“We are proud to have Petron as our official Fuel and Engine Oil partner to the FIA Formula 4 SEA Championship in the past season,” said Triple A chairman Peter Thompson. “Having tested Petron’s fuel and engine oil during the past season, we confirm that the products are reliable and the best match to help the performance of our racing cars. Reliable fuel and engine oils are key for the performance of both road and race cars and it is wonderful that Petron Blaze 100 is not just race-proven by also available to public.”

The day began with a short briefing on the car and the racing line by Adam Khalid, a promising 19-year-old Malaysian who finished second in his debut season of the AsiaCup Series (which F4 SEA replaced) in 2015. He’s also the grandson of the late Tan Sri Yahaya Ahmad, former DRB-Hicom chairman.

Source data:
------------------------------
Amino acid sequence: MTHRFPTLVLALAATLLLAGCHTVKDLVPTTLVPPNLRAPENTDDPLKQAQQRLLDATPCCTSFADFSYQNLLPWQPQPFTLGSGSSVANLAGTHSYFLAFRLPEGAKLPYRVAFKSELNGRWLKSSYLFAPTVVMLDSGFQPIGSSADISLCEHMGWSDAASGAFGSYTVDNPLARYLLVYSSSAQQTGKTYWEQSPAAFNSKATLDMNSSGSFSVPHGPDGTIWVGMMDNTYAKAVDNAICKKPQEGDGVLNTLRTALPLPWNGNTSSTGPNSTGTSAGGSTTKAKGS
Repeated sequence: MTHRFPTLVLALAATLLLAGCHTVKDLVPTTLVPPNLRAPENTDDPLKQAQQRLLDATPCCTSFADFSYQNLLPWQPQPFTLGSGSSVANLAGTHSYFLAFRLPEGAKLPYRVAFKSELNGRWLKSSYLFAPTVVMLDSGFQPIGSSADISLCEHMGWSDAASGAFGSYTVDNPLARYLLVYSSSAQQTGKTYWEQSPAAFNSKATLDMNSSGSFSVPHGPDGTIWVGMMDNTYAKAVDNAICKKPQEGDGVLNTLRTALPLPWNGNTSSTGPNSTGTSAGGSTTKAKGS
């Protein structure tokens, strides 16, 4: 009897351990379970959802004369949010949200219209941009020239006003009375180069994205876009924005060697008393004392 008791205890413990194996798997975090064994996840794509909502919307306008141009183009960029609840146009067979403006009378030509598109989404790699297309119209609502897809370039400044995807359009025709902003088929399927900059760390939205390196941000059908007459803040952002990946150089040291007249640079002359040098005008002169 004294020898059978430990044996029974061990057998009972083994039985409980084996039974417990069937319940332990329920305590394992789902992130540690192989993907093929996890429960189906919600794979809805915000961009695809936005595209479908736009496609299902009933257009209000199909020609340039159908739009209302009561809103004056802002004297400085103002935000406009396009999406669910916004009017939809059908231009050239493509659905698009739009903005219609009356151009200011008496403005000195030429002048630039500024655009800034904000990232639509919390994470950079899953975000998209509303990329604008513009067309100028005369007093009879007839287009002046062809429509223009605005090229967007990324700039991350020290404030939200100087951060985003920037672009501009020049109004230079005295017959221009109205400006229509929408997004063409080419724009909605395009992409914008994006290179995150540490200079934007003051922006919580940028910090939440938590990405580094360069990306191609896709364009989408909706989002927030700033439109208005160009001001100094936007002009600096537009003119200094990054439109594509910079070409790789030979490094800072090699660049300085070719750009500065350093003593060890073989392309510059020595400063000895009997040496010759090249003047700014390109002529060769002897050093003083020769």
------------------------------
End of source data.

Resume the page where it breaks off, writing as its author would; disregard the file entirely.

After that, it was time to suit up before jumping into the snug cockpit. Even getting off the line was a challenge in this car – although there were paddle shifters present, a clutch was still needed to get the car moving from a standstill, and the pedal was so heavy that it was difficult to find the bite point. Added to that, I was so hesitant with the spiky throttle that I stalled almost immediately.

Eventually I managed to get out of the pit lane and into the first corner, but at low speeds, even brushing the throttle caused the car to spin. Fairly embarrassed that it happened so early on, I took to the next few corners at a more glacial pace, trying to get a feel for grip levels and the amount of power coming from the inline-four chuntering away behind me.

The straight coming out of Turn 8 gave me the first chance to crack the throttle open, and by golly was it fast, pulling mercilessly towards the redline, before a click on the right paddle brought a shove in the back and started the process all over again. It’s loud too – the engine may have been from a Renault Laguna, but shorn of any sound deadening it buzzed like a swarm of bees headed straight for my ears.